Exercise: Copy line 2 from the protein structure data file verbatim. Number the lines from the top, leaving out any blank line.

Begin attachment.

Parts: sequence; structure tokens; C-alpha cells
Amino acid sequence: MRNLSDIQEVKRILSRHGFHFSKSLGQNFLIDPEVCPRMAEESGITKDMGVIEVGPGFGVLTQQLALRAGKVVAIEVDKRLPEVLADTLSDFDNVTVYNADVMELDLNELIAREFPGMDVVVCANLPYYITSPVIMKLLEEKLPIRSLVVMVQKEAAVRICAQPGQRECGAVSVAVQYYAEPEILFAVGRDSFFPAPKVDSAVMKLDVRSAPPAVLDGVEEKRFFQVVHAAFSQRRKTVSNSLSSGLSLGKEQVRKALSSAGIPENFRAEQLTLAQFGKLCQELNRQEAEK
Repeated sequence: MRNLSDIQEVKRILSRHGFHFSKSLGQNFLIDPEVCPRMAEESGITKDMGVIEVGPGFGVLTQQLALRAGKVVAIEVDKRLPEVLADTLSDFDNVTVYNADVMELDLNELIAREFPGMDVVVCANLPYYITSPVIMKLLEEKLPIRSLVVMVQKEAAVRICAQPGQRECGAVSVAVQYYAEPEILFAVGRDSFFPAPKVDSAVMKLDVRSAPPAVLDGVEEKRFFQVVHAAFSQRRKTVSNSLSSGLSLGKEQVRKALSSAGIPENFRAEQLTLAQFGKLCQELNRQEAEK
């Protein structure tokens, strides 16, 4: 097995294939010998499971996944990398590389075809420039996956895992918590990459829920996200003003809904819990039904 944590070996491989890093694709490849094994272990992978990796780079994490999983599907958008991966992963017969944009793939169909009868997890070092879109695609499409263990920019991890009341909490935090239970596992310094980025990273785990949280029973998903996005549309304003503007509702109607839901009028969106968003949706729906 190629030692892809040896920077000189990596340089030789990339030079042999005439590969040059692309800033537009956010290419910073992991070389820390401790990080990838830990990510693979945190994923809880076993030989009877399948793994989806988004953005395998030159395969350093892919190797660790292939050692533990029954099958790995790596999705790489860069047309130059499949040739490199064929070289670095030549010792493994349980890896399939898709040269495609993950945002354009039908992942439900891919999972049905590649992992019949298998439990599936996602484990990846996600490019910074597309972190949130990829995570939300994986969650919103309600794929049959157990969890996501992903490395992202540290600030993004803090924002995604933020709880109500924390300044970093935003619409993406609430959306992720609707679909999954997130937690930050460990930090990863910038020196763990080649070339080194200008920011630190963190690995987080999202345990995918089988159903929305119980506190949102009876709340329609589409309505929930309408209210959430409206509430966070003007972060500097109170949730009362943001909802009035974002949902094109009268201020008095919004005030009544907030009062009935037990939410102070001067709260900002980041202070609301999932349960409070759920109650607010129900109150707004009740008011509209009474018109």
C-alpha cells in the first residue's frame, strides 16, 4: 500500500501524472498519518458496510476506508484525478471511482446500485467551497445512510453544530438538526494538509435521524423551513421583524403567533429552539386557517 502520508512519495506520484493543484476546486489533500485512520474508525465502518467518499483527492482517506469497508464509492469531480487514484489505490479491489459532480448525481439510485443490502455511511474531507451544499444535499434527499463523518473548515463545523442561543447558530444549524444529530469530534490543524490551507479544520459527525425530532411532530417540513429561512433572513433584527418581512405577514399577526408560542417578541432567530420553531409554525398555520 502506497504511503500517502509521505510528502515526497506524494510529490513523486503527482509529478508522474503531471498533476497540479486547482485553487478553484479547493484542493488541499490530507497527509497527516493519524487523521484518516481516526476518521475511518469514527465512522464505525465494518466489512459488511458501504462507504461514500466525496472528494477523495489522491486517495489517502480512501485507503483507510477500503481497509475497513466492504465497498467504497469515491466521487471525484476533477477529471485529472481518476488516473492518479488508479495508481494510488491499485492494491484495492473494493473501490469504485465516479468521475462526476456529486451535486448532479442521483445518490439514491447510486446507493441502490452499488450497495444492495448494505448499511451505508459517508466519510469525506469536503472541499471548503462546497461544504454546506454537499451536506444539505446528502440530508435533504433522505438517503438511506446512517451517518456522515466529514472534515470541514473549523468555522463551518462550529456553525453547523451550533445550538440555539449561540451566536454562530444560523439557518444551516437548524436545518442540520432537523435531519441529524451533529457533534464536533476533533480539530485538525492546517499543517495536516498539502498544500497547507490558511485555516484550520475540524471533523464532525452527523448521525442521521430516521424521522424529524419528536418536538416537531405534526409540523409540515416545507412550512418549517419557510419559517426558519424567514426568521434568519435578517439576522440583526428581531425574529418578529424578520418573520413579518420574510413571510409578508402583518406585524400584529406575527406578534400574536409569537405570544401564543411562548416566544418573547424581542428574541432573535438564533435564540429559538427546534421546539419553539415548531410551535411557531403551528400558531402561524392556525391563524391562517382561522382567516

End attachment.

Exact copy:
Amino acid sequence: MRNLSDIQEVKRILSRHGFHFSKSLGQNFLIDPEVCPRMAEESGITKDMGVIEVGPGFGVLTQQLALRAGKVVAIEVDKRLPEVLADTLSDFDNVTVYNADVMELDLNELIAREFPGMDVVVCANLPYYITSPVIMKLLEEKLPIRSLVVMVQKEAAVRICAQPGQRECGAVSVAVQYYAEPEILFAVGRDSFFPAPKVDSAVMKLDVRSAPPAVLDGVEEKRFFQVVHAAFSQRRKTVSNSLSSGLSLGKEQVRKALSSAGIPENFRAEQLTLAQFGKLCQELNRQEAEK